From Smith Smoothies to the recently launched Hotchstitch, the entrepreneurial spirit runs high at The Master’s College. Students are becoming increasingly creative and successful at meeting the needs of their peers. Most recently, Fall Thing was the buzz of the campus, and freshman communication major, Jenna Lui, found a way to bring in clients for her new sewing company, Hotchstitch.
“Hotchstitch is a sewing company that I started in September. I think it was the week after WOW [Week of Welcome] week,” says Lui. “I saw that there was a need for sewing and for someone to fix things within Hotchkiss at least. I figured I have my sewing machine, so I might as well fulfill that need and make a few bucks off of it if I can.”
The smell of baby back ribs welcomed The Master’s College students as they entered Oak Manor on a Friday afternoon. Hosted by the Off Campus staff, the BBQ Dinner offered an afternoon of fun and fellowship.
Immediately after work, Steve Ross rushed to Oak Manor, fired up the grill, and began barbequing on the patio. He worked alongside TMC junior Cari Logston, who decorated cupcakes.
In previous years, the off-campus leadership team was larger, allowing for greater planning and executing of events. This year, the team consists only of Ross, the resident director of commuter life and Logston, the off-campus commuter assistant. Several weeks before the event, the two brainstormed ideas for a large semester event. They settled on the BBQ Dinner.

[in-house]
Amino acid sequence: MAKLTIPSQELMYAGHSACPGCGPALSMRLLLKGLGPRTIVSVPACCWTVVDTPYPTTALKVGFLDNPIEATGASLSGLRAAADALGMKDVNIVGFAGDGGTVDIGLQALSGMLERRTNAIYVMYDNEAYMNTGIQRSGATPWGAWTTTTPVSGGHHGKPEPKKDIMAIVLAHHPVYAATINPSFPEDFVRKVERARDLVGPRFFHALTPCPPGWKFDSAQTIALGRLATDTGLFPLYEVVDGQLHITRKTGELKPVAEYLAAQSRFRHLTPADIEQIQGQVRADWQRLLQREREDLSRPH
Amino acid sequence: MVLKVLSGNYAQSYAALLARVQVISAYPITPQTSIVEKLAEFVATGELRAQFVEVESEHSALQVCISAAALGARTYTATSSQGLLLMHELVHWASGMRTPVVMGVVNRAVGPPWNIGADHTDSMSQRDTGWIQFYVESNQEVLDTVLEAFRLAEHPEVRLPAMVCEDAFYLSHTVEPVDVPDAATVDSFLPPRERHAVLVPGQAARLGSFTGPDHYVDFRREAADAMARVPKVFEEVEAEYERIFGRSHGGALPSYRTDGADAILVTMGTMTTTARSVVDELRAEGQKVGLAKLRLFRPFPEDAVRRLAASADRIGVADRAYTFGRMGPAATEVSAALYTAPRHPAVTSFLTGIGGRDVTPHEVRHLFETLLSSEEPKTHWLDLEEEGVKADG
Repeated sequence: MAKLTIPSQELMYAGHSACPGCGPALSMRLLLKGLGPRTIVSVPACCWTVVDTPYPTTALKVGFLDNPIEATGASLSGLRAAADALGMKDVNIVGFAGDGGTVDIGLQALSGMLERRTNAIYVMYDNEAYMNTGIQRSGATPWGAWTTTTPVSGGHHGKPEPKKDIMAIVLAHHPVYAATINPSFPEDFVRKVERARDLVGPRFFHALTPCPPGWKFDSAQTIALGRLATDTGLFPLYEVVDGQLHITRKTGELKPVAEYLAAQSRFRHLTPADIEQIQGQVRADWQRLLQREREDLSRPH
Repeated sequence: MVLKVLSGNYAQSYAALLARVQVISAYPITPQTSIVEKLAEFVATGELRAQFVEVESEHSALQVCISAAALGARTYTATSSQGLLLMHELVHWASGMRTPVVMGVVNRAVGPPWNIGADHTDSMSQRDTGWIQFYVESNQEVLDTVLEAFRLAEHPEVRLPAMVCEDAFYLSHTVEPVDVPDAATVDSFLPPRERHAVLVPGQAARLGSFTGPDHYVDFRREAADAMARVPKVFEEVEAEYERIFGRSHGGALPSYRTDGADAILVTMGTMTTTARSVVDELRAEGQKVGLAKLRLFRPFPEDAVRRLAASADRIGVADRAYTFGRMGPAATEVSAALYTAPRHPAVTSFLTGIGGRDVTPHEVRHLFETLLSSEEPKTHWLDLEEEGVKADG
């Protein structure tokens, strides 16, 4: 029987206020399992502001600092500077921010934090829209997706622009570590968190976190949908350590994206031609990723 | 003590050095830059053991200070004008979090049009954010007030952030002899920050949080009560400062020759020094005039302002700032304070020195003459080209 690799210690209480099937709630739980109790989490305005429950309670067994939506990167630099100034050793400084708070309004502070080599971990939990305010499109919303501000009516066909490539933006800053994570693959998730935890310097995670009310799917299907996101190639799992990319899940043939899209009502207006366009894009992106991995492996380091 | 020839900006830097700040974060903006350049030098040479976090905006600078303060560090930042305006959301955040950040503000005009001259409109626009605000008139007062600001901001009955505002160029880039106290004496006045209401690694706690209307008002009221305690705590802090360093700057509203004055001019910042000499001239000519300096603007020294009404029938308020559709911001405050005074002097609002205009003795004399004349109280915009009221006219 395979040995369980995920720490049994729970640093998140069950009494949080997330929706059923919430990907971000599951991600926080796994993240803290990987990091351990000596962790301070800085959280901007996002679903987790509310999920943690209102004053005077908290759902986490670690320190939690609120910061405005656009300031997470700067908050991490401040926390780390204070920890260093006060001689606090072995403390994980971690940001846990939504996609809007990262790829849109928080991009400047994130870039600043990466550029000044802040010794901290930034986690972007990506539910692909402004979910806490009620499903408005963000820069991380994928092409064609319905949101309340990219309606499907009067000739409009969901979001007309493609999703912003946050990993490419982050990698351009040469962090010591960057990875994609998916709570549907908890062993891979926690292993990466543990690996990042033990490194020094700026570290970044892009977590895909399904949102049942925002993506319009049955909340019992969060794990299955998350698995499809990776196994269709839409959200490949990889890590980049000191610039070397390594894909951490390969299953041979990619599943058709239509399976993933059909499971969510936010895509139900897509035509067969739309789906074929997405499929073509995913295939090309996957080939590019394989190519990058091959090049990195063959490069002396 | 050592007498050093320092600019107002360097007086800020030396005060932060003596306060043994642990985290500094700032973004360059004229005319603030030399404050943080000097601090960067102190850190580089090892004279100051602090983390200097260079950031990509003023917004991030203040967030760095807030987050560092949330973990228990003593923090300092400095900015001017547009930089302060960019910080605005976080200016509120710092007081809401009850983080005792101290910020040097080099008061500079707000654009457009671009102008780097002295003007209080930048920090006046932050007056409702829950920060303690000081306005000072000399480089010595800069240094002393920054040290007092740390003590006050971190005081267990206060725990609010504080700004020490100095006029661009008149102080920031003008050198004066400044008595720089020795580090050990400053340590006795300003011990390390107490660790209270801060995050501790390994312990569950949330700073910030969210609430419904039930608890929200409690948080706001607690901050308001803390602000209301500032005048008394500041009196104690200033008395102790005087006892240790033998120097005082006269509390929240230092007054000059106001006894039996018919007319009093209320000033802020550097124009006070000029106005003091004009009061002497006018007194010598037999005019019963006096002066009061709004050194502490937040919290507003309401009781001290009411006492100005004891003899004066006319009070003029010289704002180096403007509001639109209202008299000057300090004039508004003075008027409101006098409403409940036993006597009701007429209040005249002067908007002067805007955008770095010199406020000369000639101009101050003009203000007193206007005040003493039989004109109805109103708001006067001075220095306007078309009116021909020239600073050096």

This was the first off-campus event of the semester. Although difficult to execute with only two team members, student volunteers like off-campus junior Jessica Alamilla are a great help.
Oak Manor and Ross’ apartment have been inviting places for TMC students. Around 4 p.m, Ross, Ross’ family, Logston, and Alamilla greeted the students as they witnessed a patio full of food.
Ross’ ribs were the affair of the night. His son, Justus Ross echoed this feeling.
“Those ribs were gone super-fast. I didn’t even get to have my last one,” he said.
The afternoon consisted of food and music for students who lived on and on campus. It gave them a chance to catch up with friends and to get to know new people. Living off-campus presents TMC commuters with the tough problem of getting involved. On a typical Tuesday, immediately following work, Alamilla scrambles to school. After classes, she heads home to finish her homework.
This atmosphere is exactly what the students needed.
“This is so fun. It’s nice to see people outside of campus. I love just seeing everyone out of the pressure of school,” Alamilla said.
Logston shared Alamilla’s enthusiasm.
“I was really excited for the BBQ. I just wanted to be able to get as many commuters out as possible, usually because many of them do have commitments. I wanted to reach out to the smaller number and give them a chance to make friends,” Logston said.
The BBQ Dinner fulfilled this need.
“It was a desire to get everyone you don’t usually see, together,” Ross said.
Next year, the leadership team will expand to include seven new members. Chosen by Ross, these individuals parallel Logston’s and Alamilla’s aspiration to see a greater execution of similar events. This passionate team will be ready to manage the 250 off-campus students.
The smell of popcorn begged TMC students to enter the C. W. Smith lounge on the night of March 17. As they walked in, they witnessed C3 Unity’s display of the semester’s S.O.A.Pbox.
Several days before, a poster in the Lower Cafeteria featured the words “CDub going up on a Tuesday.” Another poster pinned on the student board described the meaning of these words, and provided a date and time of the event. With their artistically unique detail, they provided the students with a glimpse of what it was going to be about.